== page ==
A 37-year-old consultant anaesthetist in central London (who has to remain anonymous) reveals exclusively to Marie Claire the truth about NHS working conditions and helping the sickest coronavirus patients
‘My job is currently unrecognisable. I used to arrive at work for 7.20am, change into scrubs and spend the day working in an orderly fashion through the list of patients requiring anaesthesia for surgery. At 6.30pm I’d finish my list of patients and head off home.
Now my main focus is looking after the very sickest coronavirus patients that arrive at hospital and need to go straight to intensive care. I put the patient to sleep, place a breathing tube and put them on a ventilator, stabilise them and take them to the ICU. Most patients are having a prolonged stay due to the problems with their lungs.
It’s the new normal, and that’s fine, but it happened incredibly quickly: we had a couple of days’ notice to flip from our normal routine into this heavy burden rota. I tend to now do two-day shifts – lasting 12 and a half hours – followed by two night shifts of the same time, and then I get two or three days off.
Doctors are dying and I’m really scared
Adding to the workload pressure is loss of staff: we have colleagues self-isolating because they have symptoms or one of their family members is unwell, and a percentage can’t come in to work the frontline for reasons such as pregnancy or underlying health issues. We are currently running about a 25 per cent staff absence rate.
The majority of patients now coming into the NHS are suspected of carrying coronavirus. The volume of patients Italy and Spain are dealing with seems unimaginable and terrifying. What’s more, healthcare staff have actually died in these countries, and now our own, which I’ll admit really scares me.
My new uniform is incredibly uncomfortable to wear. Of course, I’m grateful to be protected, but wearing scrubs, a long gown, wellies, a surgical mask, a visor, two pairs of gloves and an apron means you get incredibly hot, sweaty and dehydrated. The mask is so tight (I appreciate that’s the point) and it leaves marks over my face. Let’s just say I’m going to pay for a very nice facial after all of this to try and rescue my dry and sore skin.
When it comes to protective equipment for the NHS, my hospital currently has what it needs, but how long it will last for I can’t answer. We had particular problems sourcing visors, which we ended up purchasing from a local DIY store ourselves. With the whole world wanting these items, every country is in equal need and none has priority.
The grim side of the NHS you never see
In my opinion, what NHS hospital staff really need as a priority are improved working environments now, and in the long run. It’s no secret that the majority of hospitals are not as modernised as we would aspire to have them. And the parts that patients don’t see have gone far beyond their useful working life.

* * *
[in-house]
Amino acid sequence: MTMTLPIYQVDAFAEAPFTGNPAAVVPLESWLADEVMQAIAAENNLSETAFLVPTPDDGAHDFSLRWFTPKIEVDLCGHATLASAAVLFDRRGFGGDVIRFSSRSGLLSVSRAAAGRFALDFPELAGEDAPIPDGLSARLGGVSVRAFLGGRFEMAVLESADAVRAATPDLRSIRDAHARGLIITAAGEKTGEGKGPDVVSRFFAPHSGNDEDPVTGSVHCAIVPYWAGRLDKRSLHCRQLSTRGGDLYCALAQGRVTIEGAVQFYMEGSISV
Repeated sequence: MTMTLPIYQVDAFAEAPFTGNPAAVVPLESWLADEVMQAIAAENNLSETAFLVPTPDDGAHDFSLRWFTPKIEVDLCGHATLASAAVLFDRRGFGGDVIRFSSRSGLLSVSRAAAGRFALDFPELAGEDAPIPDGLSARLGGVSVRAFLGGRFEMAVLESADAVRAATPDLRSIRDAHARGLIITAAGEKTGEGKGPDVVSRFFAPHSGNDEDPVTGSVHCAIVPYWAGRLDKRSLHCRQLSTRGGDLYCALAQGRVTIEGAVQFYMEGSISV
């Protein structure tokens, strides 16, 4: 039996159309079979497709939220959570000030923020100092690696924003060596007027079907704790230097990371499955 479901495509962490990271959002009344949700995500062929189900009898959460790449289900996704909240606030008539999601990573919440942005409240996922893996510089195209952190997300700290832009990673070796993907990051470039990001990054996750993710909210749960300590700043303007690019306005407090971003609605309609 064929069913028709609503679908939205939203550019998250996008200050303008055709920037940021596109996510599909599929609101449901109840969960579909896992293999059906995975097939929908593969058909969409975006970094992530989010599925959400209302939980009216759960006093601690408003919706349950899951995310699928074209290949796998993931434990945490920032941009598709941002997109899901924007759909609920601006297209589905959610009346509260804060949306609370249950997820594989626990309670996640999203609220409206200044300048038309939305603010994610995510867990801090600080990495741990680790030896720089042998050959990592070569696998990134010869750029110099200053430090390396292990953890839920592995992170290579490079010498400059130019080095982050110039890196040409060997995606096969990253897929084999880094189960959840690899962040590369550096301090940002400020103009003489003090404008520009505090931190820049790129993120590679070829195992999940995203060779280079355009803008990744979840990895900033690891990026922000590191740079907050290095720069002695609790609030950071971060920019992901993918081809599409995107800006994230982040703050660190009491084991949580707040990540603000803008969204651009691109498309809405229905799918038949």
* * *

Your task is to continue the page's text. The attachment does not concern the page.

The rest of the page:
From showers to rest areas, we are expected to exist in areas that are fatigued and often quite grim. We are all working incredibly hard and it would be great to take a much-needed break in areas that are nice – I’m not expecting David Lloyd style facilities, but money to update our environment would be a huge boost to morale.
After a shift I sometimes head to the supermarket, but it’s disheartening to arrive to empty shelves. I’m lucky to have a husband who can go out for me the majority of the time, and I also have neighbours who cook meals like spaghetti Bolognese and homemade soup to eat when I get home. Life would be a lot more challenging without these kindhearted people in my life. We have such a wonderful local community spirit.
By the time I’ve got home I’m exhausted, so although I do sleep, I always wake up early and can never switch off. One positive of the pandemic is people are opening up and feel able to talk about their emotions, for instance, admitting that they cried after a shift.
Why I burst into tears
On days off I sometimes walk in my local park, but I don’t always go out because I’m a risk factor and I want to reduce my contact with other people. I used to swim, but of course that’s not an option now, so I sit in the garden when the weather is kind and listen to podcasts. I normally read, but I’m not able to concentrate at the moment with all that is going on.
I’ve gone through various stages of emotion – denial, anger and sadness. I believe I’m in the acceptance stage now, although the uncertainty of the future is anxiety inducing and distressing. That said, I definitely feel valued by members of the public.
On March 26 my street first showed their gratitude to the NHS by applauding from their doorways. Beforehand I had said to my husband that we would rather have better funding or kit, but when I opened the door I burst into tears and found the ‘clapping for our carers’ moment incredibly emotional and overwhelming. I’m grateful to still be in work and being paid. It was lovely that people were clapping us when I know they have their own stresses, even if they are not working on the frontline.’